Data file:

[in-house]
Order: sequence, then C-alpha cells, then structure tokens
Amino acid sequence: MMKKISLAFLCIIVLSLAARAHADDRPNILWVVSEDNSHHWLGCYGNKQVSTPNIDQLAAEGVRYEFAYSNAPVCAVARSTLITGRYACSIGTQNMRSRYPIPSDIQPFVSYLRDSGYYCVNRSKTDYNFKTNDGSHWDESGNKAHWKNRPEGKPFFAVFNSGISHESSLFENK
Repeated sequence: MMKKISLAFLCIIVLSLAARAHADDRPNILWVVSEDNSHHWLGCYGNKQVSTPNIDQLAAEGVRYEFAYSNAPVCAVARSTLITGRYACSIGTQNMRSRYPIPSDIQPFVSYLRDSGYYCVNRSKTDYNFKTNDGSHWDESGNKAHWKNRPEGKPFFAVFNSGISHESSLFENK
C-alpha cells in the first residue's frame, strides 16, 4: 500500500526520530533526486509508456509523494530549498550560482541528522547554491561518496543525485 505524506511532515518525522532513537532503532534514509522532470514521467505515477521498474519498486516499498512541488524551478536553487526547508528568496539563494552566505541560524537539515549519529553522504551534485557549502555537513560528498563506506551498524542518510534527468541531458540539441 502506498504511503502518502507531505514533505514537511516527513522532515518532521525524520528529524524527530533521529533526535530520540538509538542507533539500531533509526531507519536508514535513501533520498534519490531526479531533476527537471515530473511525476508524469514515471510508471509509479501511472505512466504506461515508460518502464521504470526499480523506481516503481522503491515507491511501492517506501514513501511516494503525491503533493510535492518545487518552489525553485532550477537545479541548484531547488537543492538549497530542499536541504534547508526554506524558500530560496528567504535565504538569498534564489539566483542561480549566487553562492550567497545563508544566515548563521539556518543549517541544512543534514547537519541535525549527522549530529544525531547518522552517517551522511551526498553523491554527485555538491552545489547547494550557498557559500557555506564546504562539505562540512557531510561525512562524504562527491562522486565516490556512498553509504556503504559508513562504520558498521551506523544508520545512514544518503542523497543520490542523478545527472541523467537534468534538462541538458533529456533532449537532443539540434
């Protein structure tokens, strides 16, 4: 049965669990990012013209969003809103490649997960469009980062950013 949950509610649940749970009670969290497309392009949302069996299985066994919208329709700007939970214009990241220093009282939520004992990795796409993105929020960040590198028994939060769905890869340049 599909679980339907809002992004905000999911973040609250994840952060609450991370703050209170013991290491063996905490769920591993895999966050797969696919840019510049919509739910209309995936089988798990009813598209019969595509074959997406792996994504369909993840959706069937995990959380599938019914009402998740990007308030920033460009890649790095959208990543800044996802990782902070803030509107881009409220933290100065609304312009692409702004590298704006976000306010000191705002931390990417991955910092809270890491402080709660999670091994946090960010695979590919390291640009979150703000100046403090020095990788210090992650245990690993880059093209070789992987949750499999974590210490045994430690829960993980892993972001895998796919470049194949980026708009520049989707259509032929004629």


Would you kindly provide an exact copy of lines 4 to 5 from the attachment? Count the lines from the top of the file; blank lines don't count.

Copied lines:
Repeated sequence: MMKKISLAFLCIIVLSLAARAHADDRPNILWVVSEDNSHHWLGCYGNKQVSTPNIDQLAAEGVRYEFAYSNAPVCAVARSTLITGRYACSIGTQNMRSRYPIPSDIQPFVSYLRDSGYYCVNRSKTDYNFKTNDGSHWDESGNKAHWKNRPEGKPFFAVFNSGISHESSLFENK
C-alpha cells in the first residue's frame, strides 16, 4: 500500500526520530533526486509508456509523494530549498550560482541528522547554491561518496543525485 505524506511532515518525522532513537532503532534514509522532470514521467505515477521498474519498486516499498512541488524551478536553487526547508528568496539563494552566505541560524537539515549519529553522504551534485557549502555537513560528498563506506551498524542518510534527468541531458540539441 502506498504511503502518502507531505514533505514537511516527513522532515518532521525524520528529524524527530533521529533526535530520540538509538542507533539500531533509526531507519536508514535513501533520498534519490531526479531533476527537471515530473511525476508524469514515471510508471509509479501511472505512466504506461515508460518502464521504470526499480523506481516503481522503491515507491511501492517506501514513501511516494503525491503533493510535492518545487518552489525553485532550477537545479541548484531547488537543492538549497530542499536541504534547508526554506524558500530560496528567504535565504538569498534564489539566483542561480549566487553562492550567497545563508544566515548563521539556518543549517541544512543534514547537519541535525549527522549530529544525531547518522552517517551522511551526498553523491554527485555538491552545489547547494550557498557559500557555506564546504562539505562540512557531510561525512562524504562527491562522486565516490556512498553509504556503504559508513562504520558498521551506523544508520545512514544518503542523497543520490542523478545527472541523467537534468534538462541538458533529456533532449537532443539540434